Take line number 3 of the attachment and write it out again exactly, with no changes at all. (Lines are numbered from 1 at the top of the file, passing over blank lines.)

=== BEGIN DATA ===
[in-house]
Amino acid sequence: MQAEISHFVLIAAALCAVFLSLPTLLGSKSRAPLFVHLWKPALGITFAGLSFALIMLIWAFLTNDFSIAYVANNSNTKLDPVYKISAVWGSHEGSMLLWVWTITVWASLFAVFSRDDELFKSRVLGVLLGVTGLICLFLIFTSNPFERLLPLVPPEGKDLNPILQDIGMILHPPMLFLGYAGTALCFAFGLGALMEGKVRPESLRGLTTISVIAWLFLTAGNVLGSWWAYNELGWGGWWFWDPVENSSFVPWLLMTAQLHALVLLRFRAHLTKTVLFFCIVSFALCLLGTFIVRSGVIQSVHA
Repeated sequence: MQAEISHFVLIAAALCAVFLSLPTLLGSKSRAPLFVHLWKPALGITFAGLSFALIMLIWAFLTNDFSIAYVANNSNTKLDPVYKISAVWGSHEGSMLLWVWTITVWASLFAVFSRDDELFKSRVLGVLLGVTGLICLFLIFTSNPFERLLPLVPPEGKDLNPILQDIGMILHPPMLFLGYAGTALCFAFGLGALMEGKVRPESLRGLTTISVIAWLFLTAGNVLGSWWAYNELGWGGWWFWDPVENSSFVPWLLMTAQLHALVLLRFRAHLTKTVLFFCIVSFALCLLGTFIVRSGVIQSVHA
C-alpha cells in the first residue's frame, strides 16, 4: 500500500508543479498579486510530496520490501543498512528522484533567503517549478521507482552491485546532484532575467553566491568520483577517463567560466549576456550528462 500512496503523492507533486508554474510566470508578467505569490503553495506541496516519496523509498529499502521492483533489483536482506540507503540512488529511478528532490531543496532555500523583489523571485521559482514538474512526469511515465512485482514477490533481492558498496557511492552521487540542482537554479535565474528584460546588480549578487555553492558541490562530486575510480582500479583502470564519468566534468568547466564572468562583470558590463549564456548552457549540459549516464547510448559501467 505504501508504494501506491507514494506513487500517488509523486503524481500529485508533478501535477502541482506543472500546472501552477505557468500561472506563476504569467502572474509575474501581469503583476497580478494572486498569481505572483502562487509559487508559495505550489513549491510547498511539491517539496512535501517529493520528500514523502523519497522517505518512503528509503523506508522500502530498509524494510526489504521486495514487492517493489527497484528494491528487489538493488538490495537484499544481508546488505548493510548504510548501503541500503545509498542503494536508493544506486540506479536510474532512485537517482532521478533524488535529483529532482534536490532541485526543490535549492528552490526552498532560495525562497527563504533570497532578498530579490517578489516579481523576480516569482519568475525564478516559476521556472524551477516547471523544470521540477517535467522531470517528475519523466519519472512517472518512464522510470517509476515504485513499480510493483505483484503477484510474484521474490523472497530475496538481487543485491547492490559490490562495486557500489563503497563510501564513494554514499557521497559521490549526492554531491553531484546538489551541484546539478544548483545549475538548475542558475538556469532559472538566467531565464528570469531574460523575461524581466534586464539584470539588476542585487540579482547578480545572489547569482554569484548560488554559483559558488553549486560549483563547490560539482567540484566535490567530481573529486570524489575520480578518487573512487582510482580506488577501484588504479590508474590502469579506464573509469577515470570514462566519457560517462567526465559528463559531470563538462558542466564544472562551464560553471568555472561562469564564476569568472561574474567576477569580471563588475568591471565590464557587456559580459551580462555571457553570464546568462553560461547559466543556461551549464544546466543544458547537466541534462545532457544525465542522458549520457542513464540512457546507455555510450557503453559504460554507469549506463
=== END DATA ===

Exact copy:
Repeated sequence: MQAEISHFVLIAAALCAVFLSLPTLLGSKSRAPLFVHLWKPALGITFAGLSFALIMLIWAFLTNDFSIAYVANNSNTKLDPVYKISAVWGSHEGSMLLWVWTITVWASLFAVFSRDDELFKSRVLGVLLGVTGLICLFLIFTSNPFERLLPLVPPEGKDLNPILQDIGMILHPPMLFLGYAGTALCFAFGLGALMEGKVRPESLRGLTTISVIAWLFLTAGNVLGSWWAYNELGWGGWWFWDPVENSSFVPWLLMTAQLHALVLLRFRAHLTKTVLFFCIVSFALCLLGTFIVRSGVIQSVHA